The industry celebrated a big win last November when the FCC’s shot clock mandated that municipalities had to approve or deny permits for cell towers and antennas within a certain amount of time.
The deadlines, long lobbied for by the wireless industry, were billed as a necessary measure to stop the permitting process from stretching into months and even years by defining what constituted a reasonable amount of time for processing a permit application.
Seven months later, not a whole lot has changed, say groups representing local municipalities, tower companies and carriers. Lawsuits over missed deadlines aren’t flowing in, and permits for the most part are being processed. Overall, it’s business as usual for both carriers and local governments.
“It’s in our best interests and the municipality’s best interests to solve the issue of tower siting without litigation,” says Verizon Assistant General Counsel Andy Lachance, whose work includes cell siting issues with state and local governments. “I think the fact that there haven’t been a whole lot of cases invoking the shot clock is evidence that [it’s working.]”
Since the shot clock went into effect, Lachance says Verizon has filed just one lawsuit to get a decision on a cell tower permit. The judge issued a decision within a week denying the permit, which Lachance points to as a success story because it brought closure to the siting process and allowed Verizon to move ahead with other options.
Lachance emphasized that Verizon does not pursue litigation as “long as we know they’re working on it and being reasonable. It’s in our interest to let them have time to make their decision.”
However, he says that the looming threat of the shot clock has in some instances helped local zoning authorities to process the permits faster. “The shot clock gives us another tool to get decisions made more quickly and as a last resort, litigate if we have to,” Lachance says.
City Advocates Weigh In
Advocacy organizations for local municipalities like the National Association of Telecommunications Officers and Advisors (NATOA) say the shot clock has had a minimal real-life impact on the way cell tower permits are handled.
NATOA President Ken Fellman says most local governments cooperate with the wireless industry so the ruling mainly affects municipalities that have been systemically resistant to the deployment of wireless technology. “There will always be problematic local authorities, but I think they’re the minority,” Fellman says.
Fellman’s sentiment is echoed by John Pestle, a partner who represents municipalities around the country at Michigan-based business law firm Varnum. “We’ve seen very little impact at all on municipalities today,” he says.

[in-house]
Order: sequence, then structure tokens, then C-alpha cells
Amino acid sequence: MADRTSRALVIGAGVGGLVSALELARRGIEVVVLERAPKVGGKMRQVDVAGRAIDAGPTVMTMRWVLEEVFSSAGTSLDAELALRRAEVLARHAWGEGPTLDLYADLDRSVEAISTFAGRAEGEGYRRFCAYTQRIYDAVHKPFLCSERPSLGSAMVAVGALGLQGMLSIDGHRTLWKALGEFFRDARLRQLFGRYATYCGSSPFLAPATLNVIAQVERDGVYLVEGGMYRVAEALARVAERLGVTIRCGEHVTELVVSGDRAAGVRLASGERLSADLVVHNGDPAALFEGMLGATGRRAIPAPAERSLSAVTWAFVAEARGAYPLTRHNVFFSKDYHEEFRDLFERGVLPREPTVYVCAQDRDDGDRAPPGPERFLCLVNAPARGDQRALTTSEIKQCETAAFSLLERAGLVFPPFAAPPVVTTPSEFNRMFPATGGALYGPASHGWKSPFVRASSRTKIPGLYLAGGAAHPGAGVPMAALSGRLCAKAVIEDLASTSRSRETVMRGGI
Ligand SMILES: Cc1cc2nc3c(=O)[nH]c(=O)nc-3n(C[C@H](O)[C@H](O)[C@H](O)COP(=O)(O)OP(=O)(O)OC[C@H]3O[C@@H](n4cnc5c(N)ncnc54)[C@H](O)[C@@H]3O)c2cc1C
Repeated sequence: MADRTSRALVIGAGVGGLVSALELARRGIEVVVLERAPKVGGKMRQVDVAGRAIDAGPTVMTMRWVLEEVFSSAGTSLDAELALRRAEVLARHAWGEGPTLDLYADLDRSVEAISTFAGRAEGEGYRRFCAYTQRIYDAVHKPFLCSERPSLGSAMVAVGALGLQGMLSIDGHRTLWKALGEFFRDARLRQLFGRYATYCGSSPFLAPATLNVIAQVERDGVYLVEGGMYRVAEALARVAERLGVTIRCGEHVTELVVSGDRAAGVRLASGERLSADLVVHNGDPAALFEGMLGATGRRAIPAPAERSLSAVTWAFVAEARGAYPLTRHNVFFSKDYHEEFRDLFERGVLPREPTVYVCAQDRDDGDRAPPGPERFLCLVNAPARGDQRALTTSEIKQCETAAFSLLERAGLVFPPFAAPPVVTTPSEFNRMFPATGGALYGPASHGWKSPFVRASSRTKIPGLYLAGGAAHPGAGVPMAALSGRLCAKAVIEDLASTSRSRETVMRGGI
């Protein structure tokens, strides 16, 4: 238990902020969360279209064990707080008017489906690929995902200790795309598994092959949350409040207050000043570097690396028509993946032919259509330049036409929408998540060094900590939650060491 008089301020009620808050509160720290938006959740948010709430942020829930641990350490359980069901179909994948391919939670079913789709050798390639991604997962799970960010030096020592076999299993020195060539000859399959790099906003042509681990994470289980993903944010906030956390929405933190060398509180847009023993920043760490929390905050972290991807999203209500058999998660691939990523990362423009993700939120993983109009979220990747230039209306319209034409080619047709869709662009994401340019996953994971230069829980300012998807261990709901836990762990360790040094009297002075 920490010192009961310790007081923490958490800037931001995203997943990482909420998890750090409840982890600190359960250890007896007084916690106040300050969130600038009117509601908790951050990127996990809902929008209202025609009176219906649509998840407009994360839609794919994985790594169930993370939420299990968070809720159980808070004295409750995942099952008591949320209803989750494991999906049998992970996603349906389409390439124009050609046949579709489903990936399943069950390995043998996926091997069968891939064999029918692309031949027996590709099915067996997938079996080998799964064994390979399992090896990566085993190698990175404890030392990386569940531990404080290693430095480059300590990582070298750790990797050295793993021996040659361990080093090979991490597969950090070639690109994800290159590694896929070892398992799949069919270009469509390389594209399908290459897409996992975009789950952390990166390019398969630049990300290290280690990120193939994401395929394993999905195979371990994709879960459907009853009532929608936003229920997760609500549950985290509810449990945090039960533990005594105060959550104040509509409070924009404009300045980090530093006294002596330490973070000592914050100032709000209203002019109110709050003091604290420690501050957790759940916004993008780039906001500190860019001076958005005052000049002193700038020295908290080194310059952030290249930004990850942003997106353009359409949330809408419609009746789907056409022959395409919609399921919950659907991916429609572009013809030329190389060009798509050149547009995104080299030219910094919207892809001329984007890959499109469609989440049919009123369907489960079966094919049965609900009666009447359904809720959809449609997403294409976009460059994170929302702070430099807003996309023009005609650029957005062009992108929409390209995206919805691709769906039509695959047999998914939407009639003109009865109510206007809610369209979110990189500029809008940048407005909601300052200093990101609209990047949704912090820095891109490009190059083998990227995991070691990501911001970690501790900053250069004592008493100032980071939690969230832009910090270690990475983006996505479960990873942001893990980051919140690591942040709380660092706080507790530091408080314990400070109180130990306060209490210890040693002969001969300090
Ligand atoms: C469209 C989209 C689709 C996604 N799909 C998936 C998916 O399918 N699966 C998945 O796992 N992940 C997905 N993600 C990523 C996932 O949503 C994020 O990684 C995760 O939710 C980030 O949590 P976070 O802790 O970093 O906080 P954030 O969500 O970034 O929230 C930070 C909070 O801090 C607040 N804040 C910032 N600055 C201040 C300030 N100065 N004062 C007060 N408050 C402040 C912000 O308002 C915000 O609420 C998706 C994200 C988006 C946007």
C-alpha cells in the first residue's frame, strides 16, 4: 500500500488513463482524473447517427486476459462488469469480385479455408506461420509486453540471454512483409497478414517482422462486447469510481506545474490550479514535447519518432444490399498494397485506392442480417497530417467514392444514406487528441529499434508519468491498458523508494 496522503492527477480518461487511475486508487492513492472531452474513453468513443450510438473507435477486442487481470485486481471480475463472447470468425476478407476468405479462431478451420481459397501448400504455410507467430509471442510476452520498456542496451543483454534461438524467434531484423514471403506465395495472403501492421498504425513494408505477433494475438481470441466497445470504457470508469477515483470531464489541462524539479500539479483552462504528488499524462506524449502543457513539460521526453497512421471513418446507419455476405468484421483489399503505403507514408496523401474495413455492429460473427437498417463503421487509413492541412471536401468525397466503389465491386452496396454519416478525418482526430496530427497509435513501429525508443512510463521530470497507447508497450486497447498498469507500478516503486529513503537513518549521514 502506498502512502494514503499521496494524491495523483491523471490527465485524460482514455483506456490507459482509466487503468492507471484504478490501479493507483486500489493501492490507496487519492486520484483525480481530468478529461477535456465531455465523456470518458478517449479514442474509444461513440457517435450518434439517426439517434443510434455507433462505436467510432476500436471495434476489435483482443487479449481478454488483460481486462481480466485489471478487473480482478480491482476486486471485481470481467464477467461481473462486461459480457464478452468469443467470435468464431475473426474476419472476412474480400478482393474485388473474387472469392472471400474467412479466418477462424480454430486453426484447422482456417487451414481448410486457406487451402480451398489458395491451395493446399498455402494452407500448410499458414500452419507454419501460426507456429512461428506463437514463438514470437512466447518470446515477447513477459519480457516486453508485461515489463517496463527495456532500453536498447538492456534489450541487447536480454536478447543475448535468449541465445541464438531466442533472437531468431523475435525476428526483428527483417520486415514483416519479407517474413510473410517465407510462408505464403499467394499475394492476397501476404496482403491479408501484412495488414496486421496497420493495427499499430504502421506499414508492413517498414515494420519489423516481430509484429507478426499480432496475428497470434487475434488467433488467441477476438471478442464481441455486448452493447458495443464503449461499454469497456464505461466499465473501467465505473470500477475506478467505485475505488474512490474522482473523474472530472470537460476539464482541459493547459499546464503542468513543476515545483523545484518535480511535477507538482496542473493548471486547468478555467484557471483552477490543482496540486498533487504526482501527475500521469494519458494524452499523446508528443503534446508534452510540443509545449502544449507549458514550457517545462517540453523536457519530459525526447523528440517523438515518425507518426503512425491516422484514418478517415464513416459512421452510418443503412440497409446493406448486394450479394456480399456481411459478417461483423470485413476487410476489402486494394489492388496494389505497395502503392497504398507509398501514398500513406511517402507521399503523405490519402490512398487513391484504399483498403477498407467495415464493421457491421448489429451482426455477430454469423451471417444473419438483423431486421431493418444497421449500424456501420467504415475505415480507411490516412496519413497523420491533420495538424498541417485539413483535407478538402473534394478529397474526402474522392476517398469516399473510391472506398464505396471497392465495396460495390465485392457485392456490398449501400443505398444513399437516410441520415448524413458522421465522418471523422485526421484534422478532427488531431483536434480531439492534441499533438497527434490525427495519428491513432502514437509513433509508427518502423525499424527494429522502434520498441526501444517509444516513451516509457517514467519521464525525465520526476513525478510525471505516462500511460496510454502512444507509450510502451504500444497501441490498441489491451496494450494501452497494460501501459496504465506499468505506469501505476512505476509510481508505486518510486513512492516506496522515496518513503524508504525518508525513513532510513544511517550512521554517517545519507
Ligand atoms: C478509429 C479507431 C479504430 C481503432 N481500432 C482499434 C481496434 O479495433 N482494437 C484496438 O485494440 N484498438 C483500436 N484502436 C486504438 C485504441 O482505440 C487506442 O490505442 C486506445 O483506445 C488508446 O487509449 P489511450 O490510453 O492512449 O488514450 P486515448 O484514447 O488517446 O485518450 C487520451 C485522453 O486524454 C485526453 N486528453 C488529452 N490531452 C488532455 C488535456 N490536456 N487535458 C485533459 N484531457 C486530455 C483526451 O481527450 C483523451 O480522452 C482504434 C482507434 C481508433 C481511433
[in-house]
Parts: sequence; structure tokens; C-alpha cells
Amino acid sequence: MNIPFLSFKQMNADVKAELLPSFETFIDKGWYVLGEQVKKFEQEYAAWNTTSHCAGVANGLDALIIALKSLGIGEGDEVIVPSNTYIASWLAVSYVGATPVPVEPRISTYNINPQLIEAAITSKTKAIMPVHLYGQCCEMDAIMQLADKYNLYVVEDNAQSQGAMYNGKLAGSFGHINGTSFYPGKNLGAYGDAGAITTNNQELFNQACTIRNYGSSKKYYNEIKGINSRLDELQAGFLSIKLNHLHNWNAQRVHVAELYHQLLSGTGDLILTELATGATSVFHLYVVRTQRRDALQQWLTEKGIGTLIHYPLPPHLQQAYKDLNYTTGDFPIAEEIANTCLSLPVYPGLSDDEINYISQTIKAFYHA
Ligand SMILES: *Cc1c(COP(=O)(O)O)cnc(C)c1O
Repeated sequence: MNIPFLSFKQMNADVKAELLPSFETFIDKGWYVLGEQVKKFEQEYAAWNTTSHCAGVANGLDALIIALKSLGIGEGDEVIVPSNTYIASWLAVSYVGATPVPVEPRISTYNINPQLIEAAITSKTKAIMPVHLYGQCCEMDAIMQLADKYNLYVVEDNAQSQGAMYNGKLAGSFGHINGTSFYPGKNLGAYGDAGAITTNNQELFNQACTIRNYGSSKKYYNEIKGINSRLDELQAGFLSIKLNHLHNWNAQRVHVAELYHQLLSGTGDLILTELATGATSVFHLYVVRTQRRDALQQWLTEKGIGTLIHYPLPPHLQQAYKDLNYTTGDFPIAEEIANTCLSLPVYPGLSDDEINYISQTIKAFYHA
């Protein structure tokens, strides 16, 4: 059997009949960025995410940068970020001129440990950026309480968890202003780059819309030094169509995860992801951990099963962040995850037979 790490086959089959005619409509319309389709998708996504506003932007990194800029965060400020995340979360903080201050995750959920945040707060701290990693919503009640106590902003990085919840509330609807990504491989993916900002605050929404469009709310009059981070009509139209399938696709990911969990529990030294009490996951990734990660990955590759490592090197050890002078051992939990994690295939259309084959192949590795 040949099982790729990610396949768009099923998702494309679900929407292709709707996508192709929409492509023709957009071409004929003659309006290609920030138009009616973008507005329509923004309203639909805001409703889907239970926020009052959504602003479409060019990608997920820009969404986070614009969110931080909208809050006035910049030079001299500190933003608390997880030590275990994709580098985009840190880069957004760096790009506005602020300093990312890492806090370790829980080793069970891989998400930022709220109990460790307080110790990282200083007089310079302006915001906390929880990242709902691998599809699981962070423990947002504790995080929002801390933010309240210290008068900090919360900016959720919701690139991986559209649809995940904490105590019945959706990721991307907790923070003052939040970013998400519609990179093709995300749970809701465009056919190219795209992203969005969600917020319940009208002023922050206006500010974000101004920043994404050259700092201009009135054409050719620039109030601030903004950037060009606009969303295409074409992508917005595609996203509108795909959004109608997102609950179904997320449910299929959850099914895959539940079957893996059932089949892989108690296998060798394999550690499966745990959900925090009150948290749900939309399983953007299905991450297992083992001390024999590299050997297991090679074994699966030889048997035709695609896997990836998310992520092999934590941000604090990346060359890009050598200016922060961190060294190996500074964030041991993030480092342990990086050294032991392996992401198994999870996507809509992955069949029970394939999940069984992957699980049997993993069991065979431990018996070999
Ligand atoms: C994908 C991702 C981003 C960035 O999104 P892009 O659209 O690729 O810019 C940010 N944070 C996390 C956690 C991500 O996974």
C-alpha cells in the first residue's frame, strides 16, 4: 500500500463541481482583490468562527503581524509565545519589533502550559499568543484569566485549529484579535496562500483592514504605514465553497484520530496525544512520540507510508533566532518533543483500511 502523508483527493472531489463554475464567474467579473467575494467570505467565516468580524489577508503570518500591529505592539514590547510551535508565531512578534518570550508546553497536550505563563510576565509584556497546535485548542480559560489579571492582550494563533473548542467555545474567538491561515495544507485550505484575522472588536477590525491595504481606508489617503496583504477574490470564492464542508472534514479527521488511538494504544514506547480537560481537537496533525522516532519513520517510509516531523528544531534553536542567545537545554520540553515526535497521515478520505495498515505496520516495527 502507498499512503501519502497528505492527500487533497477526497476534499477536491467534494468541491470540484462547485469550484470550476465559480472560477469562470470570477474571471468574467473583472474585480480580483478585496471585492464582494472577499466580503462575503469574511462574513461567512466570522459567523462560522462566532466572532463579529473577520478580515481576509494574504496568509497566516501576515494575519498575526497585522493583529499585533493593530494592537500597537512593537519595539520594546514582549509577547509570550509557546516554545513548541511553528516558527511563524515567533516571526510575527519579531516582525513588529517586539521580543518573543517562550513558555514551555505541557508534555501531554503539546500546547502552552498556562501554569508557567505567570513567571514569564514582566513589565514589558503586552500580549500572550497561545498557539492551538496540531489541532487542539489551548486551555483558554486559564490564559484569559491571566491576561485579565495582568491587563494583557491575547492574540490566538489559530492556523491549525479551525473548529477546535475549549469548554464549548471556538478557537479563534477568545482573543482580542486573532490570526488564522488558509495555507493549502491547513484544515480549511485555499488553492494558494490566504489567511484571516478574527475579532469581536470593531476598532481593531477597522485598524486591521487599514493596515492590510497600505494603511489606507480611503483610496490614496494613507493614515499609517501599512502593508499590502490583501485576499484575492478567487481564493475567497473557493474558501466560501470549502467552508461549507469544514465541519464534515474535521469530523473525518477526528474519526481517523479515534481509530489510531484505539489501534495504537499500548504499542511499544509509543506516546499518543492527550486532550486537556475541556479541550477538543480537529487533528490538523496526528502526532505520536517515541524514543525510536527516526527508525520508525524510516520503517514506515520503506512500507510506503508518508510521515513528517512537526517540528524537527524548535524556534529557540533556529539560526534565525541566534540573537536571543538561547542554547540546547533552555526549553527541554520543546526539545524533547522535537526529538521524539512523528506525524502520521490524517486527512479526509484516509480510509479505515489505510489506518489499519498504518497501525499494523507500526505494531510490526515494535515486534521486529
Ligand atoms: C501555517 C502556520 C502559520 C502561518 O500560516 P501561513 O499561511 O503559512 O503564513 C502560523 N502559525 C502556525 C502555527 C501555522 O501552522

Pestle says most zoning committees have no problem processing applications within the FCC’s deadlines, which established a timeframe of 90 days for collocation permits and 150 days for all other tower siting applications to be reviewed by state and local governments.
PCIA, a group representing wireless infrastructure providers, also says the FCC’s ruling hasn’t brought about a significant change in the permitting process since it went into effect. “On one level, it’s not real surprising that the shot clock hasn’t made a big difference,” says Michael Fitch, president and CEO of PCIA. “Cities whose attitudes are hostile toward wireless are going to remain hostile; if they’re cooperative, they’re going to remain cooperative. This doesn’t change any attitudes.”
The FCC’s ruling came one year after CTIA asked the agency to impose deadlines of 45 days on collocation permits and 75 days on new tower permits, claiming the local zoning approval process remained a “substantial impediment” to providing wireless services in many areas.
CTIA Vice President of Public Affairs John Walls said in a 2008 blog post that one-quarter of siting applications filed by CTIA’s members had been awaiting a decision for more than a year. Five percent of those applications had been awaiting final action for more than three years, he said.
CTIA cited similar instances of delayed application processing in its 2008 petition pushing the FCC to establish guidelines as to what constituted a reasonable amount of time to process applications. The association said it took one New Jersey jurisdiction three years and 31 hearings to decide on a collocation permit for a single tower, which the jurisdiction then denied. The carriers spent an additional six years challenging the decision in court.
“Lingering ambiguities in several key statutory provisions have been exploited by a subset of zoning authorities, substantially impeding wireless buildout,” CTIA said in its petition.
Verizon’s Lachance says that most local governments are cooperative but the shot clock gives operators a vital tool in dealing with the minority of permits held up indefinitely by local officials. “There is a problem with at least some municipalities and there’s a reason to have the deadlines in the first place,” Lachance says.